Biodiversity

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Some of the biodiversity of a coral reef

Rainforests are an example of biodiversity on the planet, and typically possess a great deal of species diversity. This is the Gambia River in Senegal's Niokolo-Koba National Park. Biodiversity is the degree of variation of life forms within a given ecosystem, biome, or an entire planet. Biodiversity is a measure of the health of ecosystems. Greater biodiversity implies greater health. Biodiversity is in part a function of climate. In terrestrial habitats, tropical regions are typically rich whereas polar regions support fewer species.

Rapid environmental changes typically cause extinctions. One estimate is that less than 1% of the species that have existed on Earth are extant.[1] Since life began on Earth, five major mass extinctions and several minor events have led to large and sudden drops in biodiversity. The Phanerozoic eon (the last 540 million years) marked a rapid growth in biodiversity via the Cambrian explosion—a period during which nearly every phylum of multicellular organisms first appeared. The next 400 million years included repeated, massive biodiversity losses classified as mass extinction events. In the Carboniferous, rainforest collapse led to a great loss of plant and animal life.[2] The Permian–Triassic extinction event, 251 million years ago, was the worst; vertebrate recovery took 30 million years.[3] The most recent, the Cretaceous–Tertiary extinction event, occurred 65 million years ago, and has often attracted more attention than others because it resulted in the extinction of the non-avian dinosaurs.[4] The period since the emergence of humans has displayed an ongoing biodiversity reduction and an accompanying loss of genetic diversity. Named the Holocene extinction, the reduction is caused primarily by human impacts, particularly habitat destruction. Biodiversity's impact on human health is a major international issue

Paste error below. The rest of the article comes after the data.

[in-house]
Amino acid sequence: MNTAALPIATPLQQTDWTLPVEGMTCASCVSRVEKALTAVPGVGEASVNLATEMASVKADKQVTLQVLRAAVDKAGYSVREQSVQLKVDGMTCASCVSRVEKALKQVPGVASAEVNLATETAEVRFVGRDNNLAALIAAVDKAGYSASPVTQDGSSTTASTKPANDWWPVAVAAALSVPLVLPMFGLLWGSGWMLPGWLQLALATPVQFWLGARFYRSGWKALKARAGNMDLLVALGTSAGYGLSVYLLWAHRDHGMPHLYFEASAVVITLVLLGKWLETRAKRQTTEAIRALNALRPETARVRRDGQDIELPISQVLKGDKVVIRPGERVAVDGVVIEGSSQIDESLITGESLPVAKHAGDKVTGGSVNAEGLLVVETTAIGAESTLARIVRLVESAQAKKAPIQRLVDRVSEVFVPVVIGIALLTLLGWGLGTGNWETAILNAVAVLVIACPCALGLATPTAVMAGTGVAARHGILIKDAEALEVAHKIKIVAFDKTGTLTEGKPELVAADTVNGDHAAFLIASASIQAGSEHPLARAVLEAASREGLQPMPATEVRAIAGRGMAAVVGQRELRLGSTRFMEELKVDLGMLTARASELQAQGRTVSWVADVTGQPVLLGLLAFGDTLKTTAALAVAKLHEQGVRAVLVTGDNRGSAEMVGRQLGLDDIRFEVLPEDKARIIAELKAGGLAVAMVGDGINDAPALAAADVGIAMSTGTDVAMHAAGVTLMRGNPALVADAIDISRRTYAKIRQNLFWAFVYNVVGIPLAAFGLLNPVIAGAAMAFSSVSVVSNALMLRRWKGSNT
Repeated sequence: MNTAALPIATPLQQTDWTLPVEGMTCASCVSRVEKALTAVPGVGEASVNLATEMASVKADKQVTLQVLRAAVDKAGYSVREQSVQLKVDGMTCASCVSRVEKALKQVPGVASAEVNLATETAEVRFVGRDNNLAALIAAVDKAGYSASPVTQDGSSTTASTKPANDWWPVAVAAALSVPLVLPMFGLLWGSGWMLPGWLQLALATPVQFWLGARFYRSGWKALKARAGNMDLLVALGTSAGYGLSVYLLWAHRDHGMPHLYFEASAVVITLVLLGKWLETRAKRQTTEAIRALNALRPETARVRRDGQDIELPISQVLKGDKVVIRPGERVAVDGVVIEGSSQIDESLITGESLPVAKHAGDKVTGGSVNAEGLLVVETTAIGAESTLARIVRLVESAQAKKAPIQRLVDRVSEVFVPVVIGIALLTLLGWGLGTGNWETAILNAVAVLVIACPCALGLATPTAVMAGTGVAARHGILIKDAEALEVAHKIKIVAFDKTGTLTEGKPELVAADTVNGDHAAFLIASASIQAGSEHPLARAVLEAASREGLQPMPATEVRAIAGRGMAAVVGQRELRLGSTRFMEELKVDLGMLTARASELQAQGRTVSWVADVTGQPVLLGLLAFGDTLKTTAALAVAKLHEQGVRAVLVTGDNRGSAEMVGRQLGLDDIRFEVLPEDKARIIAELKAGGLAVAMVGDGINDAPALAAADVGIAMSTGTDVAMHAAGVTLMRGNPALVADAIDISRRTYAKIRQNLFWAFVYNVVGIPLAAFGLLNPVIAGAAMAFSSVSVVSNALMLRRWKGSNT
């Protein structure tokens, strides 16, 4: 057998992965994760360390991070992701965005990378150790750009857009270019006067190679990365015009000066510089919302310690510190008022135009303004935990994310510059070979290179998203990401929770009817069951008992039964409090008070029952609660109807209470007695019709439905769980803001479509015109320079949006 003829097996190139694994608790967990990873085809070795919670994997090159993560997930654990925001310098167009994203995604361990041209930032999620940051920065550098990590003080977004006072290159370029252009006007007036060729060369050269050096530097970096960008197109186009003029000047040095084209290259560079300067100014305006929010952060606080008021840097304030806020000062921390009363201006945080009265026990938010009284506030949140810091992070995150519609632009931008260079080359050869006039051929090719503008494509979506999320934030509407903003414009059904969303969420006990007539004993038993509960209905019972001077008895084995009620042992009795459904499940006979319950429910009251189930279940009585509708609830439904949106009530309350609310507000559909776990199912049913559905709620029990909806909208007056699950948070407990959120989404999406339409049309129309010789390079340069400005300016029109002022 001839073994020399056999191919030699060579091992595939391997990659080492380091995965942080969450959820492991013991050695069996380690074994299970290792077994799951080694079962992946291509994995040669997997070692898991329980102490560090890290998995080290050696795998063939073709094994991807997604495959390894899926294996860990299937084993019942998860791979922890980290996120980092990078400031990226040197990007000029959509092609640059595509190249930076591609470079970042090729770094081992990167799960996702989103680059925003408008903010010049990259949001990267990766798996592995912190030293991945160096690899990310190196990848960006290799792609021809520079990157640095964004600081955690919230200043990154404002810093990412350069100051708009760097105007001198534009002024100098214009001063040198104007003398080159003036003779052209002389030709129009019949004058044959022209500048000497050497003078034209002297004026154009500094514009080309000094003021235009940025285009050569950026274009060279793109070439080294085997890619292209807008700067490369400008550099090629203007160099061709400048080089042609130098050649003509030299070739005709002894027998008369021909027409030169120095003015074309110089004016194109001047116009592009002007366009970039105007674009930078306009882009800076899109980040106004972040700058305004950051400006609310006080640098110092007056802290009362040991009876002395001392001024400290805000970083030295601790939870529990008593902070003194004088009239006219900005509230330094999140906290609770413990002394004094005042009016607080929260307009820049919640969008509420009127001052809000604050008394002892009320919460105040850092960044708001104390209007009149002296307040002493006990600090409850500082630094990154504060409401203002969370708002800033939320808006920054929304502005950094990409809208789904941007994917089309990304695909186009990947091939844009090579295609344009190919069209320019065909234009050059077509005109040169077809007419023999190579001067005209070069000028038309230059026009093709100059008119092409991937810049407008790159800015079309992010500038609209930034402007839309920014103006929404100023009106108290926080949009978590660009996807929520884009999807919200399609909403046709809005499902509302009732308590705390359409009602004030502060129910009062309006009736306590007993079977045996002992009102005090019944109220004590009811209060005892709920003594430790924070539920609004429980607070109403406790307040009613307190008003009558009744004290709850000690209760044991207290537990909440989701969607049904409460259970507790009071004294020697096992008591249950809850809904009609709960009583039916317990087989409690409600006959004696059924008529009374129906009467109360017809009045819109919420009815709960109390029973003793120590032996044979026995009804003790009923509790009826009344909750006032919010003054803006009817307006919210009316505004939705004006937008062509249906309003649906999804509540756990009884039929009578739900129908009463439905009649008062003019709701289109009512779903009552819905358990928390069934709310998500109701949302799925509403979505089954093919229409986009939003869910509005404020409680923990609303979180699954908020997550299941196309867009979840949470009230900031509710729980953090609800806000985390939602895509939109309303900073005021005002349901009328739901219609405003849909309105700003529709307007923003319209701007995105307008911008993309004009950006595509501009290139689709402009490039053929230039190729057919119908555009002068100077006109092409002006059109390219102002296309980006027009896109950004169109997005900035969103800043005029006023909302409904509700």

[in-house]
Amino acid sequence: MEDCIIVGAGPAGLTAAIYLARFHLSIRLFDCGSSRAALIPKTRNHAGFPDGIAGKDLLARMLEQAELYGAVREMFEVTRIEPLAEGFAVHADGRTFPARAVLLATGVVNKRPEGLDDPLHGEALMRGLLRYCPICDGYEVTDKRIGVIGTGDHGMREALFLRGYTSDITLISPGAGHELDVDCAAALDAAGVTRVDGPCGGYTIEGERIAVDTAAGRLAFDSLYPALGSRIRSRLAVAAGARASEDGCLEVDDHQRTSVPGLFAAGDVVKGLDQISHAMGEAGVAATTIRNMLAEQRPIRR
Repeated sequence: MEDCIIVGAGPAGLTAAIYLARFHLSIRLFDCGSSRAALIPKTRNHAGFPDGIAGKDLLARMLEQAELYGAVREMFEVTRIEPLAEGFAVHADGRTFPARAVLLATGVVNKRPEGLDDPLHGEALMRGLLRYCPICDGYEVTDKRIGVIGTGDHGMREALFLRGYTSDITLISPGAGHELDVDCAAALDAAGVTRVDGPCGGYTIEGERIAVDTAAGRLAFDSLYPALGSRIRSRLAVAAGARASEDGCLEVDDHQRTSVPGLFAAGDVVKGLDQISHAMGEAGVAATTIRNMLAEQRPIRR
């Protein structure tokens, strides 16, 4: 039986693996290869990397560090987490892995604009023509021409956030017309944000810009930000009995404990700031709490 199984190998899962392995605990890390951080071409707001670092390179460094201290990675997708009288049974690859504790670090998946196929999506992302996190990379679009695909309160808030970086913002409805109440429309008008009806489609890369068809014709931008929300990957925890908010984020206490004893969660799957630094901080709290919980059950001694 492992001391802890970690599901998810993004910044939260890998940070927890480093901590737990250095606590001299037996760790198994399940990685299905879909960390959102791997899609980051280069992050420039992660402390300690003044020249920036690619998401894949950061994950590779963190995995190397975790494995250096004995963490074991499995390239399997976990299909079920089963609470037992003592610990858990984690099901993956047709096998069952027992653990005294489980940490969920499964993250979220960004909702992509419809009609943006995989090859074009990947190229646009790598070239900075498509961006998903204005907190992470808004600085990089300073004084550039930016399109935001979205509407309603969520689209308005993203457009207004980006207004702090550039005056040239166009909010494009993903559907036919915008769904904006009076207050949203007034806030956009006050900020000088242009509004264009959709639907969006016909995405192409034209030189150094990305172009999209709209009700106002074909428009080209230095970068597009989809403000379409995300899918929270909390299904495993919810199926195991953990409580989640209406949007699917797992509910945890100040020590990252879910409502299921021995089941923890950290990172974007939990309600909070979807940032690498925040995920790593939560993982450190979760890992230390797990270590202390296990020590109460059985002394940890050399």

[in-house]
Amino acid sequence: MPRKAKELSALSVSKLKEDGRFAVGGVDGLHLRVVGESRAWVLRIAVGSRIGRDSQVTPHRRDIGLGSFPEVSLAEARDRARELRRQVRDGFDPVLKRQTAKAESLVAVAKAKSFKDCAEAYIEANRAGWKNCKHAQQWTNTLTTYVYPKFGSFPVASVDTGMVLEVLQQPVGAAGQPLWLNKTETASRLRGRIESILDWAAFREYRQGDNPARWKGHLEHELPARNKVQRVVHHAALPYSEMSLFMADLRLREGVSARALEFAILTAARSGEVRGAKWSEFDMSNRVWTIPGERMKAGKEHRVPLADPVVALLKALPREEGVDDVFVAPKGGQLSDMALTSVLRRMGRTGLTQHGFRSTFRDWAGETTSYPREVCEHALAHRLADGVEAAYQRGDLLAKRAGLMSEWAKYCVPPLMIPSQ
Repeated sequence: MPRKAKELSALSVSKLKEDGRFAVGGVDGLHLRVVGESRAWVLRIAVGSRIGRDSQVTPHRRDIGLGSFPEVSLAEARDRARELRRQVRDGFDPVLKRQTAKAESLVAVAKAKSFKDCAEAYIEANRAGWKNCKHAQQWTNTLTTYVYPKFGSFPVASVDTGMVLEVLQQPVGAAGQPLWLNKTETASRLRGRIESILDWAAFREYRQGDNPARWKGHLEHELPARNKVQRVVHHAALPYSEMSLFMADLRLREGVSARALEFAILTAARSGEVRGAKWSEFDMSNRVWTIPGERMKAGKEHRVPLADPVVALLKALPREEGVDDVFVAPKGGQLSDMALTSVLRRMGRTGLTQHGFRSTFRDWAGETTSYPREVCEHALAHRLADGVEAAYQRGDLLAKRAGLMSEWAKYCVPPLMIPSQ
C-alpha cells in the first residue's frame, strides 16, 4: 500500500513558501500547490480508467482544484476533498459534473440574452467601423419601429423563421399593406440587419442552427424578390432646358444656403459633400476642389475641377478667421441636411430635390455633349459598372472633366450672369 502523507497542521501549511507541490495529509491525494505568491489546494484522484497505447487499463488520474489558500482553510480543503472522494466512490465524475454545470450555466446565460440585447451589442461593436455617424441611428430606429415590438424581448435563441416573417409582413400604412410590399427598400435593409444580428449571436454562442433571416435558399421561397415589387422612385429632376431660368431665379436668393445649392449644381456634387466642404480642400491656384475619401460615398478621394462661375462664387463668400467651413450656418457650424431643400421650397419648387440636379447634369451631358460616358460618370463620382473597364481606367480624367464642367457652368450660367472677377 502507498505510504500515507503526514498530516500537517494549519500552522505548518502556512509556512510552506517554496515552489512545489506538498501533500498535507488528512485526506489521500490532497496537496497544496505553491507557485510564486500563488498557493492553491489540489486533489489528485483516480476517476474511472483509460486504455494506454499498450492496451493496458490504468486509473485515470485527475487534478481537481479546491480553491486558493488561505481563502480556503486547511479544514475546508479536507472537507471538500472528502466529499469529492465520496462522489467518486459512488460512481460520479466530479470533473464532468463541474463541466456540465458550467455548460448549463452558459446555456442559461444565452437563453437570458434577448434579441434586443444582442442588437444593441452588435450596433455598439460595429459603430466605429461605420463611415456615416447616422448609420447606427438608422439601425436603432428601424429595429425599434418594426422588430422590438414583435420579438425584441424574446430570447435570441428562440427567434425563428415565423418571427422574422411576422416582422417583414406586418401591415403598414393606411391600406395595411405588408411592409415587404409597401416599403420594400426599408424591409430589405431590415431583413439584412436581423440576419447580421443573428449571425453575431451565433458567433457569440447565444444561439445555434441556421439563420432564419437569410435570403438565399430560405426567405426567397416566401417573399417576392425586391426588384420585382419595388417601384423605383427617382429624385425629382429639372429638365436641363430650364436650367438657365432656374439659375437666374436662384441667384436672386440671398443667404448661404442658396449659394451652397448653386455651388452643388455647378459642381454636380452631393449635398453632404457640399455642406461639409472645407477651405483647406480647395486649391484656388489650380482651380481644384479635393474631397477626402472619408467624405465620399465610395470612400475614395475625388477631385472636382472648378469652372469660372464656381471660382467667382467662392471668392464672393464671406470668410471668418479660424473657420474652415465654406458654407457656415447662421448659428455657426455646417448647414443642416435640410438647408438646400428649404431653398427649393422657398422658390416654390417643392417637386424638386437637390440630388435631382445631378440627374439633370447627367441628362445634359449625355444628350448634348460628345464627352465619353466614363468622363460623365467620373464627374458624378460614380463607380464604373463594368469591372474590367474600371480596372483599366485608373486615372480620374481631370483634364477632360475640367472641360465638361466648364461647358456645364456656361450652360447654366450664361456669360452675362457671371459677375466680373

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Complex problem solving
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Complex problem solving is a factor of many jobs. It can be difficult to come up with ideas and solutions to complex or multi-layered problems when a person experiences difficulty with problem solving and associated decision making. There are various different approaches to problem solving and associated decision making. The more commonly used process can be used for both general and complex problem solving and incorporates the following steps; 1. Define the problem—a problem must be clearly understood if a solution is to be found. This can be achieved by breaking the information down into smaller components such as; what/when/how/where/who is it happening to? Also look at potential causes. 2. Brainstorm possible solutions—this can be done either individually or in a team. It involves collecting as many ideas as possible without judgment and considering the consequences of each possible solution.

3. Select or decide on a solution that seems best and put it into action - consider both short term and long term implications, as well as time and resource constraints. Break the solution into smaller parts/steps and use a checklist to follow progress against planned activities. Be specific, provide time lines and allocate responsibility to relevant people when developing the checklist or action plan. 4. After you have implemented the solution, evaluate your decision to see how well the solution solved the problem. Make relevant changes, if necessary and repeat step 3 above. This process may need to be repeated if a problem is complex or multi-layered. Effective problem solving and associated decision making is useful in most workplaces and therefore a valuable skill for employees in general.

Workplace adjustments and solutions